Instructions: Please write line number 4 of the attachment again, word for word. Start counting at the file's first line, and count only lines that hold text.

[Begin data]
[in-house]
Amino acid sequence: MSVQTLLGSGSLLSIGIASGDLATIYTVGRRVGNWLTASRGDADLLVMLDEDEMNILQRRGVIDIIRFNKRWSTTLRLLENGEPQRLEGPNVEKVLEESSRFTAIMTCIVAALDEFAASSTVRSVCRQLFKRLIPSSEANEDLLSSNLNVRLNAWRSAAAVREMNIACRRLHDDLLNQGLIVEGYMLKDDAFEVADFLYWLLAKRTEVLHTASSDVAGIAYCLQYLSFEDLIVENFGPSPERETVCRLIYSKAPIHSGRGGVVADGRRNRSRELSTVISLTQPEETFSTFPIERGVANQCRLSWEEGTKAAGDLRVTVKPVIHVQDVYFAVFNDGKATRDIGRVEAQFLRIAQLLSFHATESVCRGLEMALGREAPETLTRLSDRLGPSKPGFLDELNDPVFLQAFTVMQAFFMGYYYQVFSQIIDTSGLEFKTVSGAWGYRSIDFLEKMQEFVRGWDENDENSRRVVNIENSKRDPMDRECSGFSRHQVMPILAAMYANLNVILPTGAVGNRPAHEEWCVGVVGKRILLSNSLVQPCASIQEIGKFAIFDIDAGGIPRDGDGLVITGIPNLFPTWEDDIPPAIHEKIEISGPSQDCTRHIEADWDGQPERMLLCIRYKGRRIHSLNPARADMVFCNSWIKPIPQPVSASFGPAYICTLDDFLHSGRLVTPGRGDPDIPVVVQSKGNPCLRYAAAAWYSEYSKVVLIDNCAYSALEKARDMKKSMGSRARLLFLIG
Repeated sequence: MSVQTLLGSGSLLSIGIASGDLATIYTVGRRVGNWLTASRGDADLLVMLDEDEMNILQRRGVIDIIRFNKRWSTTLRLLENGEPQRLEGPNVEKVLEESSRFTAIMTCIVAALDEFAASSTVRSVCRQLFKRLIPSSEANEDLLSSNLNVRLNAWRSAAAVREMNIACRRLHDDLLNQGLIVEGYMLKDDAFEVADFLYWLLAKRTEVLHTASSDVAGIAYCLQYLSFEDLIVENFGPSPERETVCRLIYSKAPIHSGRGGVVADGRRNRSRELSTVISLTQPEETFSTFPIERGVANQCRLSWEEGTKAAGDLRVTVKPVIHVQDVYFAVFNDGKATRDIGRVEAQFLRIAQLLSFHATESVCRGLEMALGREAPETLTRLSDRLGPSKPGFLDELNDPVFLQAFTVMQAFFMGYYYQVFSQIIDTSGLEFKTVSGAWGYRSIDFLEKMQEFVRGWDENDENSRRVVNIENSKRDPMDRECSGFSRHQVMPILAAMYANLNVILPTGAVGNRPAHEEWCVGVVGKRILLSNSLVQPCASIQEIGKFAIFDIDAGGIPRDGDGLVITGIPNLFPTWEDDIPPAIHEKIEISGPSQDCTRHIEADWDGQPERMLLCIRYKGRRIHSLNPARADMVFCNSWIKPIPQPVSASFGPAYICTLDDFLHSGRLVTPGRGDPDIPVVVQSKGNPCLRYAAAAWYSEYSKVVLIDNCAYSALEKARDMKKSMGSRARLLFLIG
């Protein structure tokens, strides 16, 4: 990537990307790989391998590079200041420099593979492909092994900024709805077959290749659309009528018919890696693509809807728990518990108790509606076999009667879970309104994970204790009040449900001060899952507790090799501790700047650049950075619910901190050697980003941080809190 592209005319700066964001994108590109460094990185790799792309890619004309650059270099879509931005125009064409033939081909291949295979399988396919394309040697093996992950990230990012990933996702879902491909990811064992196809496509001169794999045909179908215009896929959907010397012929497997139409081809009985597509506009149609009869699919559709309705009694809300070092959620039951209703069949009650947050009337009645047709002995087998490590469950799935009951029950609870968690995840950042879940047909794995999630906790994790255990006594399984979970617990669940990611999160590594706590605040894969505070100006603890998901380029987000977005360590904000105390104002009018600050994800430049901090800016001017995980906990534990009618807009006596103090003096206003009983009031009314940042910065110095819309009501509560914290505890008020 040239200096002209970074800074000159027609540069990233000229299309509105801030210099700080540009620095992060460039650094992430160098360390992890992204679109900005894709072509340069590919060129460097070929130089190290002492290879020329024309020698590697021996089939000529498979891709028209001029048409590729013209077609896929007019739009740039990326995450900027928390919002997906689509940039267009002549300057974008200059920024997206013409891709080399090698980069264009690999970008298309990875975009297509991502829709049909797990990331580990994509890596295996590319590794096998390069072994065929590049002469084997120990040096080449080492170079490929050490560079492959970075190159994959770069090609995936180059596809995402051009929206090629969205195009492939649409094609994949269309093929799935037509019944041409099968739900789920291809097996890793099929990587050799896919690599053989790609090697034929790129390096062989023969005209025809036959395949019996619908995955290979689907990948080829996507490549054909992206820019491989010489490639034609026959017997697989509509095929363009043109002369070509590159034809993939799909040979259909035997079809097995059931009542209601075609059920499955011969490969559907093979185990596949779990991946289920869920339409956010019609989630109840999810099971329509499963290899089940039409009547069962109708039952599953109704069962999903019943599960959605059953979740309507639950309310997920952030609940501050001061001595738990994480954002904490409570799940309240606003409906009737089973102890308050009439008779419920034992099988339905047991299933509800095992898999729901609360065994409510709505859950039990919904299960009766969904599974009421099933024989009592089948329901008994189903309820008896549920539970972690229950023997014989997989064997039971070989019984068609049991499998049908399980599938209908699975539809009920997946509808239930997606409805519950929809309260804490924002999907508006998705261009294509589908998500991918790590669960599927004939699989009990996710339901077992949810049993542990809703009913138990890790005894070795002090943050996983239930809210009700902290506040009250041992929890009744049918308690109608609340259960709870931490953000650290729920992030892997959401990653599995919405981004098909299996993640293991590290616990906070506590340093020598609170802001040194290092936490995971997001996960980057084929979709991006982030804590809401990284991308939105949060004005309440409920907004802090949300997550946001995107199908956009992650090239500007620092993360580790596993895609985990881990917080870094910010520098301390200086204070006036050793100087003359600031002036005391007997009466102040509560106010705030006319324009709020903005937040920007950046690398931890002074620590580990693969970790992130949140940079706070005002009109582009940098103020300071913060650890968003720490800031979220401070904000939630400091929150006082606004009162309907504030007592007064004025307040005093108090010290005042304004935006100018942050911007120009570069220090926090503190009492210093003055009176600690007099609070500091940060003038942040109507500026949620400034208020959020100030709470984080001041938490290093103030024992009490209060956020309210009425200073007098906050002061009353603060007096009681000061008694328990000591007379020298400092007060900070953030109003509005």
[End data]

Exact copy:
């Protein structure tokens, strides 16, 4: 990537990307790989391998590079200041420099593979492909092994900024709805077959290749659309009528018919890696693509809807728990518990108790509606076999009667879970309104994970204790009040449900001060899952507790090799501790700047650049950075619910901190050697980003941080809190 592209005319700066964001994108590109460094990185790799792309890619004309650059270099879509931005125009064409033939081909291949295979399988396919394309040697093996992950990230990012990933996702879902491909990811064992196809496509001169794999045909179908215009896929959907010397012929497997139409081809009985597509506009149609009869699919559709309705009694809300070092959620039951209703069949009650947050009337009645047709002995087998490590469950799935009951029950609870968690995840950042879940047909794995999630906790994790255990006594399984979970617990669940990611999160590594706590605040894969505070100006603890998901380029987000977005360590904000105390104002009018600050994800430049901090800016001017995980906990534990009618807009006596103090003096206003009983009031009314940042910065110095819309009501509560914290505890008020 040239200096002209970074800074000159027609540069990233000229299309509105801030210099700080540009620095992060460039650094992430160098360390992890992204679109900005894709072509340069590919060129460097070929130089190290002492290879020329024309020698590697021996089939000529498979891709028209001029048409590729013209077609896929007019739009740039990326995450900027928390919002997906689509940039267009002549300057974008200059920024997206013409891709080399090698980069264009690999970008298309990875975009297509991502829709049909797990990331580990994509890596295996590319590794096998390069072994065929590049002469084997120990040096080449080492170079490929050490560079492959970075190159994959770069090609995936180059596809995402051009929206090629969205195009492939649409094609994949269309093929799935037509019944041409099968739900789920291809097996890793099929990587050799896919690599053989790609090697034929790129390096062989023969005209025809036959395949019996619908995955290979689907990948080829996507490549054909992206820019491989010489490639034609026959017997697989509509095929363009043109002369070509590159034809993939799909040979259909035997079809097995059931009542209601075609059920499955011969490969559907093979185990596949779990991946289920869920339409956010019609989630109840999810099971329509499963290899089940039409009547069962109708039952599953109704069962999903019943599960959605059953979740309507639950309310997920952030609940501050001061001595738990994480954002904490409570799940309240606003409906009737089973102890308050009439008779419920034992099988339905047991299933509800095992898999729901609360065994409510709505859950039990919904299960009766969904599974009421099933024989009592089948329901008994189903309820008896549920539970972690229950023997014989997989064997039971070989019984068609049991499998049908399980599938209908699975539809009920997946509808239930997606409805519950929809309260804490924002999907508006998705261009294509589908998500991918790590669960599927004939699989009990996710339901077992949810049993542990809703009913138990890790005894070795002090943050996983239930809210009700902290506040009250041992929890009744049918308690109608609340259960709870931490953000650290729920992030892997959401990653599995919405981004098909299996993640293991590290616990906070506590340093020598609170802001040194290092936490995971997001996960980057084929979709991006982030804590809401990284991308939105949060004005309440409920907004802090949300997550946001995107199908956009992650090239500007620092993360580790596993895609985990881990917080870094910010520098301390200086204070006036050793100087003359600031002036005391007997009466102040509560106010705030006319324009709020903005937040920007950046690398931890002074620590580990693969970790992130949140940079706070005002009109582009940098103020300071913060650890968003720490800031979220401070904000939630400091929150006082606004009162309907504030007592007064004025307040005093108090010290005042304004935006100018942050911007120009570069220090926090503190009492210093003055009176600690007099609070500091940060003038942040109507500026949620400034208020959020100030709470984080001041938490290093103030024992009490209060956020309210009425200073007098906050002061009353603060007096009681000061008694328990000591007379020298400092007060900070953030109003509005």